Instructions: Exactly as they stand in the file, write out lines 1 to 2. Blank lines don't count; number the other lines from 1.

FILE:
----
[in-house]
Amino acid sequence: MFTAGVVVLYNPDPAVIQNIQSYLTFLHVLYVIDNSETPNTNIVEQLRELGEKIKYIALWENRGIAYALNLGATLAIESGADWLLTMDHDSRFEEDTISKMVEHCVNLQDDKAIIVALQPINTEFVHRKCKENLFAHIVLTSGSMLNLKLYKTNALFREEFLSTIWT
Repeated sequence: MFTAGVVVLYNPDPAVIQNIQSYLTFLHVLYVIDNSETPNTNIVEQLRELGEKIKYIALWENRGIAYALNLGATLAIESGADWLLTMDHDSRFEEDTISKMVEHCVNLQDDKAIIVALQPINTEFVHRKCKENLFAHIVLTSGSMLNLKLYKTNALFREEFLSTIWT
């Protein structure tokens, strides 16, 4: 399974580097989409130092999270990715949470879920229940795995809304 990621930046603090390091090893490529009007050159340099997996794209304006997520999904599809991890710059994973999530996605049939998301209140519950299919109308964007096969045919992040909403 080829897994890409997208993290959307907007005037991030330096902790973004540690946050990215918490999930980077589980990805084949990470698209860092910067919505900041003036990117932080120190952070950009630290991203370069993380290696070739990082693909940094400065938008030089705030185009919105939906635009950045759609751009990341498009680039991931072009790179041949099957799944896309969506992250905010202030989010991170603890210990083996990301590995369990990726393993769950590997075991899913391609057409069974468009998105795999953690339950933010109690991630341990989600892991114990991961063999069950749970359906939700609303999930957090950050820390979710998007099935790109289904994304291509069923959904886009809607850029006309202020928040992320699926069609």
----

[in-house]
Amino acid sequence: MFTAGVVVLYNPDPAVIQNIQSYLTFLHVLYVIDNSETPNTNIVEQLRELGEKIKYIALWENRGIAYALNLGATLAIESGADWLLTMDHDSRFEEDTISKMVEHCVNLQDDKAIIVALQPINTEFVHRKCKENLFAHIVLTSGSMLNLKLYKTNALFREEFLSTIWT